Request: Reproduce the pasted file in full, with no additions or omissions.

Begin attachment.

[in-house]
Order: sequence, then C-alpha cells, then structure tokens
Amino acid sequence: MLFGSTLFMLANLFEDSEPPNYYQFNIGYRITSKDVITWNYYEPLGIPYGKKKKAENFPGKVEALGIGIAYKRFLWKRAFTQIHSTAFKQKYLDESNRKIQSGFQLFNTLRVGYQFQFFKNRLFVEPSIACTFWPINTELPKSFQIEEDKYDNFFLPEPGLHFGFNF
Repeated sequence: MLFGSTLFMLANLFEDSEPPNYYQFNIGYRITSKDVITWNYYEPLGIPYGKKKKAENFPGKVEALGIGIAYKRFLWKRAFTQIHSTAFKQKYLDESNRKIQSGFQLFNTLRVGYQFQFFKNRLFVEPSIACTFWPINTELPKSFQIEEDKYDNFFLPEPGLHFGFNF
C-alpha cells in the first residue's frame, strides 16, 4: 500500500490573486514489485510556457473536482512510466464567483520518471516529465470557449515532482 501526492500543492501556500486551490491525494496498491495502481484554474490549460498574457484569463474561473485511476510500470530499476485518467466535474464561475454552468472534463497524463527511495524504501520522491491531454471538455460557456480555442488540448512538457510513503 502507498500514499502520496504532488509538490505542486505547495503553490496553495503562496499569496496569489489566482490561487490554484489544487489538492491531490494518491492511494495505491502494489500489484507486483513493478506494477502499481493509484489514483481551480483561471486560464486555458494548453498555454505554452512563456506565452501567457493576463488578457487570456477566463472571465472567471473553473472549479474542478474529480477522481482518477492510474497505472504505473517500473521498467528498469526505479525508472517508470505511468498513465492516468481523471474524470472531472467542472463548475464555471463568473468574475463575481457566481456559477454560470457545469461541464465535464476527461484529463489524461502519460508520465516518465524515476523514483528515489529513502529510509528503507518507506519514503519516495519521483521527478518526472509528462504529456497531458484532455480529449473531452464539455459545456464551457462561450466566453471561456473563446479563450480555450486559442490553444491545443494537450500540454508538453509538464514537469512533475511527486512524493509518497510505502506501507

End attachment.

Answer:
[in-house]
Order: sequence, then C-alpha cells, then structure tokens
Amino acid sequence: MLFGSTLFMLANLFEDSEPPNYYQFNIGYRITSKDVITWNYYEPLGIPYGKKKKAENFPGKVEALGIGIAYKRFLWKRAFTQIHSTAFKQKYLDESNRKIQSGFQLFNTLRVGYQFQFFKNRLFVEPSIACTFWPINTELPKSFQIEEDKYDNFFLPEPGLHFGFNF
Repeated sequence: MLFGSTLFMLANLFEDSEPPNYYQFNIGYRITSKDVITWNYYEPLGIPYGKKKKAENFPGKVEALGIGIAYKRFLWKRAFTQIHSTAFKQKYLDESNRKIQSGFQLFNTLRVGYQFQFFKNRLFVEPSIACTFWPINTELPKSFQIEEDKYDNFFLPEPGLHFGFNF
C-alpha cells in the first residue's frame, strides 16, 4: 500500500490573486514489485510556457473536482512510466464567483520518471516529465470557449515532482 501526492500543492501556500486551490491525494496498491495502481484554474490549460498574457484569463474561473485511476510500470530499476485518467466535474464561475454552468472534463497524463527511495524504501520522491491531454471538455460557456480555442488540448512538457510513503 502507498500514499502520496504532488509538490505542486505547495503553490496553495503562496499569496496569489489566482490561487490554484489544487489538492491531490494518491492511494495505491502494489500489484507486483513493478506494477502499481493509484489514483481551480483561471486560464486555458494548453498555454505554452512563456506565452501567457493576463488578457487570456477566463472571465472567471473553473472549479474542478474529480477522481482518477492510474497505472504505473517500473521498467528498469526505479525508472517508470505511468498513465492516468481523471474524470472531472467542472463548475464555471463568473468574475463575481457566481456559477454560470457545469461541464465535464476527461484529463489524461502519460508520465516518465524515476523514483528515489529513502529510509528503507518507506519514503519516495519521483521527478518526472509528462504529456497531458484532455480529449473531452464539455459545456464551457462561450466566453471561456473563446479563450480555450486559442490553444491545443494537450500540454508538453509538464514537469512533475511527486512524493509518497510505502506501507